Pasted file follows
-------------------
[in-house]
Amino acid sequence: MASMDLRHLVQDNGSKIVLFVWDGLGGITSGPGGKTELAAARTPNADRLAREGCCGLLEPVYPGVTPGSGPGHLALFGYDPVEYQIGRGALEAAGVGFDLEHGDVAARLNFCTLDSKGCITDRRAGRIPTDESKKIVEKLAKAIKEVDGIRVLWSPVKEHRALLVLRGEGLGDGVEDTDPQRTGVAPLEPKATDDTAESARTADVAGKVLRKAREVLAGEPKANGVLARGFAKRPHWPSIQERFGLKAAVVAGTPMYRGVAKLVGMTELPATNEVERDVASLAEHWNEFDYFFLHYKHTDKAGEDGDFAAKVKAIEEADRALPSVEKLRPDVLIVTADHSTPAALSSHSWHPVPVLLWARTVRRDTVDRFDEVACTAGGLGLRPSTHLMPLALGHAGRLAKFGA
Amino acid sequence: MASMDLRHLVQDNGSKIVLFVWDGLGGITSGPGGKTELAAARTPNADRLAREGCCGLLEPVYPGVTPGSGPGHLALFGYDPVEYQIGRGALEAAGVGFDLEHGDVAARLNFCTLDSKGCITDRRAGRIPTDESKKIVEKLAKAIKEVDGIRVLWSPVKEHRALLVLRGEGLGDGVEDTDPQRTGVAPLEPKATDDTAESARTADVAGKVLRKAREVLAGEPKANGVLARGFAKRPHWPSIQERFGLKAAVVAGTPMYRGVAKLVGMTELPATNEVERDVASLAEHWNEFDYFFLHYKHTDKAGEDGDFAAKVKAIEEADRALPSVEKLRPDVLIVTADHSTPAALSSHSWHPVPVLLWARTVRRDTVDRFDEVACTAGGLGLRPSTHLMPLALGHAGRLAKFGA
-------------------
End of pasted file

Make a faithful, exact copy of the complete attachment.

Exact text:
[in-house]
Amino acid sequence: MASMDLRHLVQDNGSKIVLFVWDGLGGITSGPGGKTELAAARTPNADRLAREGCCGLLEPVYPGVTPGSGPGHLALFGYDPVEYQIGRGALEAAGVGFDLEHGDVAARLNFCTLDSKGCITDRRAGRIPTDESKKIVEKLAKAIKEVDGIRVLWSPVKEHRALLVLRGEGLGDGVEDTDPQRTGVAPLEPKATDDTAESARTADVAGKVLRKAREVLAGEPKANGVLARGFAKRPHWPSIQERFGLKAAVVAGTPMYRGVAKLVGMTELPATNEVERDVASLAEHWNEFDYFFLHYKHTDKAGEDGDFAAKVKAIEEADRALPSVEKLRPDVLIVTADHSTPAALSSHSWHPVPVLLWARTVRRDTVDRFDEVACTAGGLGLRPSTHLMPLALGHAGRLAKFGA
Amino acid sequence: MASMDLRHLVQDNGSKIVLFVWDGLGGITSGPGGKTELAAARTPNADRLAREGCCGLLEPVYPGVTPGSGPGHLALFGYDPVEYQIGRGALEAAGVGFDLEHGDVAARLNFCTLDSKGCITDRRAGRIPTDESKKIVEKLAKAIKEVDGIRVLWSPVKEHRALLVLRGEGLGDGVEDTDPQRTGVAPLEPKATDDTAESARTADVAGKVLRKAREVLAGEPKANGVLARGFAKRPHWPSIQERFGLKAAVVAGTPMYRGVAKLVGMTELPATNEVERDVASLAEHWNEFDYFFLHYKHTDKAGEDGDFAAKVKAIEEADRALPSVEKLRPDVLIVTADHSTPAALSSHSWHPVPVLLWARTVRRDTVDRFDEVACTAGGLGLRPSTHLMPLALGHAGRLAKFGA